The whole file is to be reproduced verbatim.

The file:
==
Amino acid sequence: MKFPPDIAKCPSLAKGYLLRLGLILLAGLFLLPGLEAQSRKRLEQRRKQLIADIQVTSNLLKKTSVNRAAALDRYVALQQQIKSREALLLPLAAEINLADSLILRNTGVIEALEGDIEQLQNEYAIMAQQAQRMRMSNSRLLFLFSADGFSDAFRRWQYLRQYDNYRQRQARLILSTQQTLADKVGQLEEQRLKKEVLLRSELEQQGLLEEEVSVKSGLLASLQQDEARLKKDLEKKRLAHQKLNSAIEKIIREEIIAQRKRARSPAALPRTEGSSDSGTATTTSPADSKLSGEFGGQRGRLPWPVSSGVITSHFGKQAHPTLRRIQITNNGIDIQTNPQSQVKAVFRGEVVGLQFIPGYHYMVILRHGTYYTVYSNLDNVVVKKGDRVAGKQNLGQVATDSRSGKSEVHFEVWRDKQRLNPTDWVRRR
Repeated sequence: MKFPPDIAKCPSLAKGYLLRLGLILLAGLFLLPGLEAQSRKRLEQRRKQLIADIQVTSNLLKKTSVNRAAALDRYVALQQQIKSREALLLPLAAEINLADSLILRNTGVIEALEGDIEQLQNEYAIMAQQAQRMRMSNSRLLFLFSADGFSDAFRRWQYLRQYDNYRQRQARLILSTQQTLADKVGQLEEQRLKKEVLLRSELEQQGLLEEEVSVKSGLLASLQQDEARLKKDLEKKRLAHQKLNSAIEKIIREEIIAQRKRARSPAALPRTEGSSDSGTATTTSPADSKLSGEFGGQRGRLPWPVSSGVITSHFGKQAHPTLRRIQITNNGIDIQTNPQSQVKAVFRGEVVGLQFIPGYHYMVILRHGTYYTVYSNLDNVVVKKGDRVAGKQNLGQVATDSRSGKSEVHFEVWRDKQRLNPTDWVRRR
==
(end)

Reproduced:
Amino acid sequence: MKFPPDIAKCPSLAKGYLLRLGLILLAGLFLLPGLEAQSRKRLEQRRKQLIADIQVTSNLLKKTSVNRAAALDRYVALQQQIKSREALLLPLAAEINLADSLILRNTGVIEALEGDIEQLQNEYAIMAQQAQRMRMSNSRLLFLFSADGFSDAFRRWQYLRQYDNYRQRQARLILSTQQTLADKVGQLEEQRLKKEVLLRSELEQQGLLEEEVSVKSGLLASLQQDEARLKKDLEKKRLAHQKLNSAIEKIIREEIIAQRKRARSPAALPRTEGSSDSGTATTTSPADSKLSGEFGGQRGRLPWPVSSGVITSHFGKQAHPTLRRIQITNNGIDIQTNPQSQVKAVFRGEVVGLQFIPGYHYMVILRHGTYYTVYSNLDNVVVKKGDRVAGKQNLGQVATDSRSGKSEVHFEVWRDKQRLNPTDWVRRR
Repeated sequence: MKFPPDIAKCPSLAKGYLLRLGLILLAGLFLLPGLEAQSRKRLEQRRKQLIADIQVTSNLLKKTSVNRAAALDRYVALQQQIKSREALLLPLAAEINLADSLILRNTGVIEALEGDIEQLQNEYAIMAQQAQRMRMSNSRLLFLFSADGFSDAFRRWQYLRQYDNYRQRQARLILSTQQTLADKVGQLEEQRLKKEVLLRSELEQQGLLEEEVSVKSGLLASLQQDEARLKKDLEKKRLAHQKLNSAIEKIIREEIIAQRKRARSPAALPRTEGSSDSGTATTTSPADSKLSGEFGGQRGRLPWPVSSGVITSHFGKQAHPTLRRIQITNNGIDIQTNPQSQVKAVFRGEVVGLQFIPGYHYMVILRHGTYYTVYSNLDNVVVKKGDRVAGKQNLGQVATDSRSGKSEVHFEVWRDKQRLNPTDWVRRR